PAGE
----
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format time, ignoring locale  RSS feed

 
lajos kamocsay
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Hello,

I have a "long" variable with the milliseconds a process took to complete.
How can I print this in a hh:mm:ss format?

I tried



but it's incorrect, because it's locale specific. Can I make it ignore the locale?

Is there a better way of doing this?

Thanks,
lajos
 
Garrett Rowe
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What do you want the output to look like?
 
Jim Yingst
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It's time-zone specific. If you want to ignore where you are in the world, what time zone would you like to use? You can do something like:

to set the time zone to, um, GMT - 6 hours. Or use TimeZone.getAvailableIDs() to get a list of timezones to choose from. These will obey the daylight saving rules currently in place for whatever name/location you choose. Up until one of the countries changes the rules once again. :roll: If you use GMT you don't need to worry about that; you can just confuse everyone equally.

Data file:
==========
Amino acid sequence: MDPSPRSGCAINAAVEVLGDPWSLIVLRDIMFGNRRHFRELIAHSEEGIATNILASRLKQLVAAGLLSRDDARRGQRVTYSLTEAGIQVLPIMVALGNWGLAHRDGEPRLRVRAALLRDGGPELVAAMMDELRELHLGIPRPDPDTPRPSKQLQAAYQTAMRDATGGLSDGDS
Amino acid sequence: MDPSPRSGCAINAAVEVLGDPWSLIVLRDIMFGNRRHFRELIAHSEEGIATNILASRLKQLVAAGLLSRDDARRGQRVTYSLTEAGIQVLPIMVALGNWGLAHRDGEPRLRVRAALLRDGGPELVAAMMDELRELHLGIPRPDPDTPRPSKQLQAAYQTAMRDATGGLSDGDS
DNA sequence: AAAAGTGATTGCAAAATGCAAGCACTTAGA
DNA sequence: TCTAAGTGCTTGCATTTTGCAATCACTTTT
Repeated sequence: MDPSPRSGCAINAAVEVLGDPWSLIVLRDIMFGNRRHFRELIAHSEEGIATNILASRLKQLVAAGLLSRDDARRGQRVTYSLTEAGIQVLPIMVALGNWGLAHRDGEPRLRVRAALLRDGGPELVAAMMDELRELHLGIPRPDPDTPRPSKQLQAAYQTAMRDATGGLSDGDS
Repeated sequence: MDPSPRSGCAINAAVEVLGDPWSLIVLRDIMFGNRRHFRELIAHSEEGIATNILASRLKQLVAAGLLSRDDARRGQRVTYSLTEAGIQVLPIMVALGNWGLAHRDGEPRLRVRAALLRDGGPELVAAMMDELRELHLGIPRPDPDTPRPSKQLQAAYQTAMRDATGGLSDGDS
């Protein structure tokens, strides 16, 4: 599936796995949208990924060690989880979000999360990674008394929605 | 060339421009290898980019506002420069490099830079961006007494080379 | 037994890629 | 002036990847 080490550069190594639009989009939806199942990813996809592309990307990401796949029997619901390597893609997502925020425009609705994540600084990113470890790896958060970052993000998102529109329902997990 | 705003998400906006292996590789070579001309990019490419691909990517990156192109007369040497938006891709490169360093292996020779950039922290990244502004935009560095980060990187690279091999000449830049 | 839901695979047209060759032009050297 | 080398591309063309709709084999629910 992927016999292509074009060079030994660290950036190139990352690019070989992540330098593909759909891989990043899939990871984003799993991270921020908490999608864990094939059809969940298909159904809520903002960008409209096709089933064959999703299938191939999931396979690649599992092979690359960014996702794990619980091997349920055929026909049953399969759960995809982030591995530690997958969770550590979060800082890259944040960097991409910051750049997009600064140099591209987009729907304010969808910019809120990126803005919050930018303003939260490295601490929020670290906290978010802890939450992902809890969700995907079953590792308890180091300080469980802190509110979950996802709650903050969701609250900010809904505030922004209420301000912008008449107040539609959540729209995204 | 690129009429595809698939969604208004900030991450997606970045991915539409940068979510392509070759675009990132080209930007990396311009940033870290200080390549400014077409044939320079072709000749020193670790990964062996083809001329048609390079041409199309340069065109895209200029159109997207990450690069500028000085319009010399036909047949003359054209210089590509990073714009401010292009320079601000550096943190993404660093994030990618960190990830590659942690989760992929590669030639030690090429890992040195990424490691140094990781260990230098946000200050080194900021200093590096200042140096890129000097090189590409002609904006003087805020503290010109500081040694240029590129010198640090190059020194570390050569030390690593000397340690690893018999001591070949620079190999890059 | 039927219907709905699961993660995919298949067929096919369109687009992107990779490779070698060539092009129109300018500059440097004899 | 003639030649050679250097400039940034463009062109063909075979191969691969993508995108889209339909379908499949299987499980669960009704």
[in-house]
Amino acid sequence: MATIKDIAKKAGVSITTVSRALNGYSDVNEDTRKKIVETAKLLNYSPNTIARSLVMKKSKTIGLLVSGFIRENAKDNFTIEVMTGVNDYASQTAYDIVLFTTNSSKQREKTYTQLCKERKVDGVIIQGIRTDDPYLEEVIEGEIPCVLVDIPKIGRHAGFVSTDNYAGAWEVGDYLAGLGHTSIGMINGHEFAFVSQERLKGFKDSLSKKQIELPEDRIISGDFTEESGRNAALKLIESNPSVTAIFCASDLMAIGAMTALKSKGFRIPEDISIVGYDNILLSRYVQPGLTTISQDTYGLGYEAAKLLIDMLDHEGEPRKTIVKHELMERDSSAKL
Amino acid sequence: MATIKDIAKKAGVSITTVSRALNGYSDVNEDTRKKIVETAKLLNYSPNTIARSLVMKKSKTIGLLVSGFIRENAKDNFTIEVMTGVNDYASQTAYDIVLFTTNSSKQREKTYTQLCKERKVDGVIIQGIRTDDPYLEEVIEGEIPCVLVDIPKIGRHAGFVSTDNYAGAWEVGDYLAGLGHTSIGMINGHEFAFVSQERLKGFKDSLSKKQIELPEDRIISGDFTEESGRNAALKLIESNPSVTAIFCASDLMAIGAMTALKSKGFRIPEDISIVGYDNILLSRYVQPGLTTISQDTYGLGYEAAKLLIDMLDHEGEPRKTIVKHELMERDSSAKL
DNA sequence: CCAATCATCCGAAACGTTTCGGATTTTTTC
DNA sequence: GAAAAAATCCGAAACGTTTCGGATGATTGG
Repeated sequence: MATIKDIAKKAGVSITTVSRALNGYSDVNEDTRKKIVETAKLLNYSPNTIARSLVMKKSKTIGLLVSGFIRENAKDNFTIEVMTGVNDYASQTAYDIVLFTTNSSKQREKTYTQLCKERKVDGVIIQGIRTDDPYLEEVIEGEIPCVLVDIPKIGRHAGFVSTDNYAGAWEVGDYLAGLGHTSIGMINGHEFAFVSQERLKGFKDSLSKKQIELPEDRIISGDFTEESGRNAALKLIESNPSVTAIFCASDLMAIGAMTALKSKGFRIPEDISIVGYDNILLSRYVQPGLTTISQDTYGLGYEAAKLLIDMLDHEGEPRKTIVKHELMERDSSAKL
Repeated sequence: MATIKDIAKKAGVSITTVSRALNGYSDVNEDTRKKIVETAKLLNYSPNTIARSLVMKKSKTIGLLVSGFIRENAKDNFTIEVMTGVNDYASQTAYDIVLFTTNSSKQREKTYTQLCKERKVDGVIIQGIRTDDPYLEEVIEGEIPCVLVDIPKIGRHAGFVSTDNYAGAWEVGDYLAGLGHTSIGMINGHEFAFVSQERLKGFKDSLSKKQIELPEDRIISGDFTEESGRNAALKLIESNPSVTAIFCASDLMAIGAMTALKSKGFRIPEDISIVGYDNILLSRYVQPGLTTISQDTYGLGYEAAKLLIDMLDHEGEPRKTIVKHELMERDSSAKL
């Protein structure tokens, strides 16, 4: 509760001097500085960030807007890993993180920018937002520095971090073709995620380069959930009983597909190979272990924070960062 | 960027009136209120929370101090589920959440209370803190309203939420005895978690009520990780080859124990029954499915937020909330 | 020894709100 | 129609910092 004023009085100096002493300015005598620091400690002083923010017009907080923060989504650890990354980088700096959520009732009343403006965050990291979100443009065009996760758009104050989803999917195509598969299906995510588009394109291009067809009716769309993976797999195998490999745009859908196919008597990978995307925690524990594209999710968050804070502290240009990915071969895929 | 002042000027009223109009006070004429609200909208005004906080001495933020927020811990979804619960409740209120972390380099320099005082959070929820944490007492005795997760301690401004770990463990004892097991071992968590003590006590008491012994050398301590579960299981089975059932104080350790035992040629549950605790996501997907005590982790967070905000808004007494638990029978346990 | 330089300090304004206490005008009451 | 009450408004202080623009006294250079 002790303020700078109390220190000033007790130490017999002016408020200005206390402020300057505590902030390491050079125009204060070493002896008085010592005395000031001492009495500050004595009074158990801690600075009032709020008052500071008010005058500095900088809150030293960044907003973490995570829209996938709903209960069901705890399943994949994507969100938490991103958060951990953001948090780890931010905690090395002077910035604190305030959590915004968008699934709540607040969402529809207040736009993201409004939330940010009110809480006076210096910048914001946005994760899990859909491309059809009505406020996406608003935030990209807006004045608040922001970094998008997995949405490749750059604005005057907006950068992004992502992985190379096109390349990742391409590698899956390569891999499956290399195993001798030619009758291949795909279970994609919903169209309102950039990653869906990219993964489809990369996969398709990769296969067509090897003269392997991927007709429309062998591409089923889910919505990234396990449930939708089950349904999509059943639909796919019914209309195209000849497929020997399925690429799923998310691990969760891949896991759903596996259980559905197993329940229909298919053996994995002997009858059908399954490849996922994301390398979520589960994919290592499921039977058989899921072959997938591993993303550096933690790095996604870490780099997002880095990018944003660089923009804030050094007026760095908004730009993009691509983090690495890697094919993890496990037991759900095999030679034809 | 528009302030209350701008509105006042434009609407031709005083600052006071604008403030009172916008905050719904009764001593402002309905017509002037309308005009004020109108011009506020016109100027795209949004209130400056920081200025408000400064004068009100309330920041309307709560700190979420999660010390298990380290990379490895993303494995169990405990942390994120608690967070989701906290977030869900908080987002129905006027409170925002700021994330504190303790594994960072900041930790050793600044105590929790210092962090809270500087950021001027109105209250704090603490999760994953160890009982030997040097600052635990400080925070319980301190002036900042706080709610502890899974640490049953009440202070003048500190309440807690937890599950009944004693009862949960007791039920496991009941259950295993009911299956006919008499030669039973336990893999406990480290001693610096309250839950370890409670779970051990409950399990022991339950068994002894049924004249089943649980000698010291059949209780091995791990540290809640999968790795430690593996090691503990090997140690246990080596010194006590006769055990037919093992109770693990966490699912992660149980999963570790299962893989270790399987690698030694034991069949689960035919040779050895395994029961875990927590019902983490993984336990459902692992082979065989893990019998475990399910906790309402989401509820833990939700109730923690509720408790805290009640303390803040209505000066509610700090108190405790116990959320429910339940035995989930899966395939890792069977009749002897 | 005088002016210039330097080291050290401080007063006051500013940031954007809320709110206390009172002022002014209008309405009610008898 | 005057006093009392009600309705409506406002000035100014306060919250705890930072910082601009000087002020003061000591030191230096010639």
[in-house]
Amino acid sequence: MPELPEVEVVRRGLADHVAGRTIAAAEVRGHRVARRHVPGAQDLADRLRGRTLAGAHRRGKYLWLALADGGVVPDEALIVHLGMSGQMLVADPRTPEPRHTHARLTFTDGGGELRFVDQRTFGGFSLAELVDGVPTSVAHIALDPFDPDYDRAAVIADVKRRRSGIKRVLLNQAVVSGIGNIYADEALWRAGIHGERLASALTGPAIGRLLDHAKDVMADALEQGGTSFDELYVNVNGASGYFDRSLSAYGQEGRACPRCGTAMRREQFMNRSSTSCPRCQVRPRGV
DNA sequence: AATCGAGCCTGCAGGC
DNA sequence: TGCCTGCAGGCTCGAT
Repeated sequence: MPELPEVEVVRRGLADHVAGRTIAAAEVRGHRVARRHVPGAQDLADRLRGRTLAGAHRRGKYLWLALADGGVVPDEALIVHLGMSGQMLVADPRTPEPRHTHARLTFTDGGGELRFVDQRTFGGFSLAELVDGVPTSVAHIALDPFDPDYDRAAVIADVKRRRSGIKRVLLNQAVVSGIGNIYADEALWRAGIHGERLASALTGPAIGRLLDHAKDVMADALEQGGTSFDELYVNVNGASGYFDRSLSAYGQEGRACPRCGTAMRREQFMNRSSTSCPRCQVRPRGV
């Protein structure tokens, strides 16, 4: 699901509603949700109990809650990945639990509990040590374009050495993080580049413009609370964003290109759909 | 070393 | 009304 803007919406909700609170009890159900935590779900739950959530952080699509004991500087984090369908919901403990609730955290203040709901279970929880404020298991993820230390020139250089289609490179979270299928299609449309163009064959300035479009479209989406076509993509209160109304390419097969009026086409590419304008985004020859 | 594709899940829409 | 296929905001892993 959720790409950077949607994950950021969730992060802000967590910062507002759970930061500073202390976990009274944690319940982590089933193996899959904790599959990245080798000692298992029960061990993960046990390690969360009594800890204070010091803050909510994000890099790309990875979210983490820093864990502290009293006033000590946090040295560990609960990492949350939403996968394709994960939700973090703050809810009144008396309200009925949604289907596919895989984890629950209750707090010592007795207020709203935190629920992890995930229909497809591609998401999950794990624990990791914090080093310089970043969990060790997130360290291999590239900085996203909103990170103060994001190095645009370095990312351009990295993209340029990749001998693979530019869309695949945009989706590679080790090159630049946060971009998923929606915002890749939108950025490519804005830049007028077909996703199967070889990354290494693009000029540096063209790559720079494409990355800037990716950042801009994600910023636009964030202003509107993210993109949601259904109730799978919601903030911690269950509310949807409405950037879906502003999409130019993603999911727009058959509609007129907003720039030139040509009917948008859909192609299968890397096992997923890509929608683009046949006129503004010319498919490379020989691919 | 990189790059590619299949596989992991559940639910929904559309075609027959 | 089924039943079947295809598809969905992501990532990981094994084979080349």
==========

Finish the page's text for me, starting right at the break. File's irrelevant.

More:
lajos kamocsay
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I would like to print the elapsed time as:

hh:mm:ss

Maybe I just need to do some math and not try relying on the API?
 
Jim Yingst
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Yes, that would probably be simpler, if you're talking about an elapsed time. The Date and DateFormat classes have built-in assumptions that you're talking about an absolute time (which, to be displayed, needs a time zone). Whereas a difference in time has no time zone. You could probably fake this by setting the time zone to GMT, but it's a bit confusing. Note also that using SimpleDateFormat, 'hh' will give you values in the range 1-12 - it will say '12' rather than '00'. You would probably want 'HH' instead. And you might also want to add days (maybe with 'DDD') if there's a chance the elapsed time might be greater than 24 hours. In comparison, doing a little math to calculate minutes, hours, and days yourself is probably simpler.
 
lajos kamocsay
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Yes, I did the math. Easier that way.

BTW: I cannot believe Calendar.JANUARY=0. Whoever did that, should be denied pancakes for the rest of his life.
 
It is sorta covered in the JavaRanch Style Guide.
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